You are what you write
By Dr George Leow Chee Seng, British Institute of Homeopathy An analytical approach to one’s personality from handwriting alone can yield many practical benefits.


s it possible to understand a person’s personality through handwriting? It seems impossible but it really is possible to do so. Personality inventory can be categorised into projective and non-projective (Kathleen, 1978). Projective personality inventory uses pictures or diagrams to capture responses from the respondent. Hence, this method is a subjective form of personality inventory. Graphology Graphology or handwriting analysis is the science of interpreting a person’s character from his/ her personal handwriting. It is categorised as a projective personality test. The term graphology comes from two Greek words that mean to learn something about writing and the inferring of character or aptitude from it.

Think of handwriting as a type of EEG (brain wave recording) of personality. In fact, some handwriting analysts describe “brainwriting” could be a more descriptive term than handwriting analysis. Distortions of the result – due to the subject’s knowledge that he is being analysed – is common in most personality analysis tools. Graphology can analyse a person’s personality without the person even knowing that he is being analysed. Through this method, we can reduce the possibility of inaccuracies due to conscious or unconscious efforts by the subject to affect the result. It is interesting to learn what your handwriting is able to tell you. Graphology is used widely in varied applications. The common application of graphology is in vocational guidance. Teachers often find they can use it to bring out better behaviour in problem students. While graphology cannot point to a specific career on the basis of a handwriting sample, it can certainly point someone in the right direction or away from the wrong direction, based on personality, abilities and inclinations. Besides vocational guidance, a handwriting analysis of both partners can confirm compatibilities, point out potential trouble spots and help the couple to understand and accept each other’s weaker points. People who investigate genealogy have used the service of graphologists to help them better understand their ancestors through an analysis of their handwriting. Graphologists can track clients’ progress in therapy, and some law enforcement


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agencies use handwriting analysis to determine how dangerous a suspect is, as well as truthfulness of victim and witness statements. Graphology is now being used increasingly by employers or assessment centres to help in personnel selection. It is especially used at the short listing stages. Small companies, in particular, need to avoid friction and personality clashes between staff as well as getting the right person for the right job. Some candidates are better at interviews than at their actual jobs; while others blow their chances through nervousness. A handwriting analysis can give a more complete picture. Practical graphology In practice, it’s better to use graphology to analyse the handwriting of a pure untainted subject, rather than to put the subject under unnatural stress of filling out a long questionnaire. Furthermore, a single personality questionnaire may reveal a single dimension of personality. However, two handwriting samples of the same person on different occasions may reveal different behavioural characteristics. In fact, handwriting analysis is an art. Each graphologist has different analytical styles. I have designed my own worksheet to help me to complete my handwriting analysis. In fact, there are a lot of computer programmes that offer the same service. However, I strongly believe, handwriting analysis is an art that needs human interpretation and the following are among the key factors I would be looking at: • Margin of page; • Lines; • Height of writing; • Slope or slant of writing; • Word endings; • Round and angular writing; • Plain and fancy writing; • Regular and irregular writing; • Wide and narrow writing; and • Thin and thick writing.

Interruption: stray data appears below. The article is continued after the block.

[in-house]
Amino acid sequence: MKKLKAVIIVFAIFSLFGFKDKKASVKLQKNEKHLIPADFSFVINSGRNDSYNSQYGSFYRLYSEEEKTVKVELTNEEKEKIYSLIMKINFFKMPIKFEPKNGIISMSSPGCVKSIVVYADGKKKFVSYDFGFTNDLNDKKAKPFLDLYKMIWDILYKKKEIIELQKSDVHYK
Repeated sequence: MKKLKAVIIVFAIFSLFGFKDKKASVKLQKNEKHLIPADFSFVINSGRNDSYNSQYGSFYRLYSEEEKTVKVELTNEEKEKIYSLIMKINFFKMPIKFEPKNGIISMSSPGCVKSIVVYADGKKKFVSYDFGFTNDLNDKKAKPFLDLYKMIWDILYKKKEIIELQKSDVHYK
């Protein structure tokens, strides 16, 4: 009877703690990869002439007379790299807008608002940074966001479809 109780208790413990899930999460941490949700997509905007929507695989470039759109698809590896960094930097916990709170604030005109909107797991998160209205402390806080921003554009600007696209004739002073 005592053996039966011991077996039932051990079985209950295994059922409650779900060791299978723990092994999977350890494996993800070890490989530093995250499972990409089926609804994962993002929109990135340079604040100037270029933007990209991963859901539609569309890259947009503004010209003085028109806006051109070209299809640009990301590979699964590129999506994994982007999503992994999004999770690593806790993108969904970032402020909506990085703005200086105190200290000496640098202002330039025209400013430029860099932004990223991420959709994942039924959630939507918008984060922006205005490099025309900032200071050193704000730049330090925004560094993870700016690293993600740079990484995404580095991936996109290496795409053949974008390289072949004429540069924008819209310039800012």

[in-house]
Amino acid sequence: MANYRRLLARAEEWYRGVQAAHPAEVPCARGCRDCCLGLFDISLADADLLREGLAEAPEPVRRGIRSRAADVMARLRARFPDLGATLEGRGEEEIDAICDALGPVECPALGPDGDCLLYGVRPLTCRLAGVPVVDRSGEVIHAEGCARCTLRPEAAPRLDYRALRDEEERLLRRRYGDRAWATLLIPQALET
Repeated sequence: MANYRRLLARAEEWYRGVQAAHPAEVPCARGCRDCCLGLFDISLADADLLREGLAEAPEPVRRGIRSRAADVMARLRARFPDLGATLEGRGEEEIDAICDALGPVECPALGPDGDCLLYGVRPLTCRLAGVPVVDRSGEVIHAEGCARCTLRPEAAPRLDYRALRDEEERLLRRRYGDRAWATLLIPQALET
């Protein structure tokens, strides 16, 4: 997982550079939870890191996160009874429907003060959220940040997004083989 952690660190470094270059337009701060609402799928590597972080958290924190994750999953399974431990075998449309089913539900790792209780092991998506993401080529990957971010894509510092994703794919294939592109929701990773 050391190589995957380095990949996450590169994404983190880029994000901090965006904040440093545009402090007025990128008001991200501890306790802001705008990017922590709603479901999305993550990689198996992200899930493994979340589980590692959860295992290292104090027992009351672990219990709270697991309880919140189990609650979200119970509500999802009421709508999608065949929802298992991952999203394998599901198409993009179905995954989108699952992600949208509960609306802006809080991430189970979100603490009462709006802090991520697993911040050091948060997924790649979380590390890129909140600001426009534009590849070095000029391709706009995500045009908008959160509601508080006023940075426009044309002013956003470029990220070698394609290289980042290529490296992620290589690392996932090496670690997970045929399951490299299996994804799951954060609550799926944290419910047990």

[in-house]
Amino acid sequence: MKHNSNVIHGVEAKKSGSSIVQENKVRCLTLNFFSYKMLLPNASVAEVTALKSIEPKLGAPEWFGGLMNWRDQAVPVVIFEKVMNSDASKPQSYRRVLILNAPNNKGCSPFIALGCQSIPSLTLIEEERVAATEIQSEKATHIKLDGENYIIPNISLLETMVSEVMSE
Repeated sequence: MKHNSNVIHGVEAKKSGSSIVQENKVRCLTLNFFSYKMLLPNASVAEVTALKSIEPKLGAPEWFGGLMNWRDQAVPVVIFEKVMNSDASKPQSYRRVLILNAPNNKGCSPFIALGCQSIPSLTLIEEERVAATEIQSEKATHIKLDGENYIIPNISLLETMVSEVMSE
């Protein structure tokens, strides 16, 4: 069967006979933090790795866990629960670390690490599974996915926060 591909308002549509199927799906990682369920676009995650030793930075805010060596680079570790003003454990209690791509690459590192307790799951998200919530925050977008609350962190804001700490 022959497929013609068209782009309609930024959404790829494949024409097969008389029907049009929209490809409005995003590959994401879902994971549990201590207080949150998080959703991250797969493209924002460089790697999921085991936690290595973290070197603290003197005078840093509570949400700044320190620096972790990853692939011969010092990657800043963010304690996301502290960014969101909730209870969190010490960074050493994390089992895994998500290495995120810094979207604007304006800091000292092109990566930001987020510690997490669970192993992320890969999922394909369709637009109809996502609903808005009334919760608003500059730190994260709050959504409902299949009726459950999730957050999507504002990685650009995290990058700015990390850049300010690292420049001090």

This is then followed by a 30-point worksheet analysis: 1. Regularity 2. Rhythm 3. Size 16. Width of letters 17. Covering strokes 18. Leftward and rightward tendencies 19. Initial strokes 20. Terminal strokes

4. Zones 5. Connection, degree of connection, form of 6. Horizontal tension 21. Form of letters 7. Shading 22. Speed 8. Slant 23. Signature and underscore 9. Pressure 24. “I”- dots and “t” bars 10. Margins 25. Personal pronoun “I” 11. Punctuation 26. Form level 12. Spacing between 27. Reliability factors words (if applicable) 13. Spacing between 28. Tension and release lines (stress factors) 14. Direction of the lines 29. Degree of attention (deals with any characteristics that are not covered in the general worksheet. Eg: stimulus words, symbols, envelop if different from general spacing) 15. Fullness and leanness 30. The analysis Limitation It is important to identify the limitation of handwriting analysis to avoid unrealistic expectations during analysis. From the handwriting analysis, we would not be able to determine the age or gender of the writer. What it actually does is to indicate masculine and feminine influence, which is present in both sexes. It reveals maturity rather than actual chronological age. Nor can graphology predict happenings and future events. From graphology, we can point to a person’s potential that needs to be brought out once they are made aware of it. OH!

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